Excess moisture insurance payments to Manitoba farmers who were unable to seed this spring are expected to total around $65 million.
"We have about 2,400 claims registered, which we're estimating will result in payments of about $65 million," explains Craig Thompson, vice-president of insurance operations for Manitoba Agricultural Services Corporation. "To date, we've paid just over 1,600 of those claims and $34 million has already been paid to producers."
The 2,400 claims account for around 980 thousand acres that were too wet to seed.
"It's not our biggest year. 2011 was our biggest year in terms of excess moisture payments with just under 3 million acres," says Thompson.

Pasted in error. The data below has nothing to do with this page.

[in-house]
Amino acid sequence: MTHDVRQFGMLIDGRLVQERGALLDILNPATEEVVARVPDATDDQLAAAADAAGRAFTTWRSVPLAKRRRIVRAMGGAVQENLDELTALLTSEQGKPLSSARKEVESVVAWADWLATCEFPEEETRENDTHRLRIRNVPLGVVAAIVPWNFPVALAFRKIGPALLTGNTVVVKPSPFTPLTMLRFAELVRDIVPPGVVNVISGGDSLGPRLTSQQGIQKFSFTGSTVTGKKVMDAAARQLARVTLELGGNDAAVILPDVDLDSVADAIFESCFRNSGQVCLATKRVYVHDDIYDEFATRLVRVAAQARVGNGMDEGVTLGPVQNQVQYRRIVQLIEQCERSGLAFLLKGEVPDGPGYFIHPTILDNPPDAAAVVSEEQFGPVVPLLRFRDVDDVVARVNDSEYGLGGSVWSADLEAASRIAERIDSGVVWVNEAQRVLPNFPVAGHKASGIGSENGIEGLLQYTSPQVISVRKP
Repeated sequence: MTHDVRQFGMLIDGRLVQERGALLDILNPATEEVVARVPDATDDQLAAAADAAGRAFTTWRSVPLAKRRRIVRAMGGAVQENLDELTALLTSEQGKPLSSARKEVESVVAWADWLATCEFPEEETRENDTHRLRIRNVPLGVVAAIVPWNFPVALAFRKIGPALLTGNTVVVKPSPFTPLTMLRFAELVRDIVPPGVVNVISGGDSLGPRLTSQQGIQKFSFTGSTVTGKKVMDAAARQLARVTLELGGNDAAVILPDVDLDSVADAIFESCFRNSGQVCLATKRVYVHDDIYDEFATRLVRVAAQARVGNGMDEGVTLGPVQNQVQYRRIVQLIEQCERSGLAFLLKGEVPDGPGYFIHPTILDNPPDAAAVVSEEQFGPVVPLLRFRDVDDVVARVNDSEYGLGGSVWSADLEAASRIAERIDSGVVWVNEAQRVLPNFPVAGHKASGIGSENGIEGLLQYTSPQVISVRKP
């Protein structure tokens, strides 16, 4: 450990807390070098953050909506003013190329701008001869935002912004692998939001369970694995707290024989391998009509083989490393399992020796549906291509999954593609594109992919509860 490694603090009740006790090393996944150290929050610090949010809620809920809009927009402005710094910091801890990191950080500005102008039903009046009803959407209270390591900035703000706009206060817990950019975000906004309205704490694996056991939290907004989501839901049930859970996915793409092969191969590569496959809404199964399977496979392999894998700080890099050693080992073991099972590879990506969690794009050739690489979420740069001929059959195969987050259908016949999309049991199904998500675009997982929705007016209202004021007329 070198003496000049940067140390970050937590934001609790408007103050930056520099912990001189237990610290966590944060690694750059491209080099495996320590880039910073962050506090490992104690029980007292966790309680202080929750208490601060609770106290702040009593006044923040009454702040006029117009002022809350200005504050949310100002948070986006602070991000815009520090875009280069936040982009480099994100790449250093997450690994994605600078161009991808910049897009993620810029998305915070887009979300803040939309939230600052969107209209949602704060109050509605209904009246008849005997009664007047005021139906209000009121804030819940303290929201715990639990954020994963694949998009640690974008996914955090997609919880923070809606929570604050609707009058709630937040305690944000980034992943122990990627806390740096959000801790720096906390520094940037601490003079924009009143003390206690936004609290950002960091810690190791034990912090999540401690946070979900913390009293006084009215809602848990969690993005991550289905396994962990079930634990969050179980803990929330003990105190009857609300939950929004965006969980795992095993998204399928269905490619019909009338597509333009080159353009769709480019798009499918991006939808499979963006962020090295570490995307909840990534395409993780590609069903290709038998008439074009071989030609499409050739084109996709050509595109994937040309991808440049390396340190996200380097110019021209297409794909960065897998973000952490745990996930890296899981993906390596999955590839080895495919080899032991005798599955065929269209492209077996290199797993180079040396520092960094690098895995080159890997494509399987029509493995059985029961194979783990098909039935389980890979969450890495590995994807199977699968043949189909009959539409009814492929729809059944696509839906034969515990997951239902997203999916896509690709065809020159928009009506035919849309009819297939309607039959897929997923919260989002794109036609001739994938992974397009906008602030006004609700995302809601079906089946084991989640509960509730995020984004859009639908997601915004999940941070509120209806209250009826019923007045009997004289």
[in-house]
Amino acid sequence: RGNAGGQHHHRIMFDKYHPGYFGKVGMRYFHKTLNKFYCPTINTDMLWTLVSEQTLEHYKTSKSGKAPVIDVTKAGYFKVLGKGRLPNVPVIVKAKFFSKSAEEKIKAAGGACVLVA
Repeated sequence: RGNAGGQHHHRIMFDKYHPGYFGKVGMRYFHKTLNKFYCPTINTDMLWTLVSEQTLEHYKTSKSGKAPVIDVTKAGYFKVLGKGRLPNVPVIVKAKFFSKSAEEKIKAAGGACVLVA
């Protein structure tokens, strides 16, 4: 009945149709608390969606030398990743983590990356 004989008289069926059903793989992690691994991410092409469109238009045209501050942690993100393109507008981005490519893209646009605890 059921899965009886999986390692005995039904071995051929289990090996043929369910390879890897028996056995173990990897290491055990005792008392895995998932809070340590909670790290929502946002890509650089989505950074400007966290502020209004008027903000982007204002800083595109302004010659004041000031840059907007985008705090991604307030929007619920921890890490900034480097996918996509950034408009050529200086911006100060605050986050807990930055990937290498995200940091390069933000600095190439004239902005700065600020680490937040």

He notes they're still working on determining how many seeded acres have since been lost to flooding and excess moisture.
"We don't have a good figure yet but we should know in a week or two how many acres were seeded and subsequently drowned out," he says. "Those usually turn into post-harvest claims. If a good percentage of their acres are drowned out, they end up below their coverage with a post-harvest claim."
With just over 97 percent of seeded acreage reports from farmers entered into their database, he says soybeans have again seen the largest acreage increase of any crop this year.
"In the last three or four years we've seen soybean acreage double. This year it looks like we'll have around 1.3 million acres of soybeans. Last year we had just around a million," says Thompson. "It probably would have been an even larger increase if we had had a normal spring and not a cool wet spring with delayed seeding."
The seeded acreage reports also confirm that producers planted more dry beans and sunflowers, while wheat, barley and corn acres declined.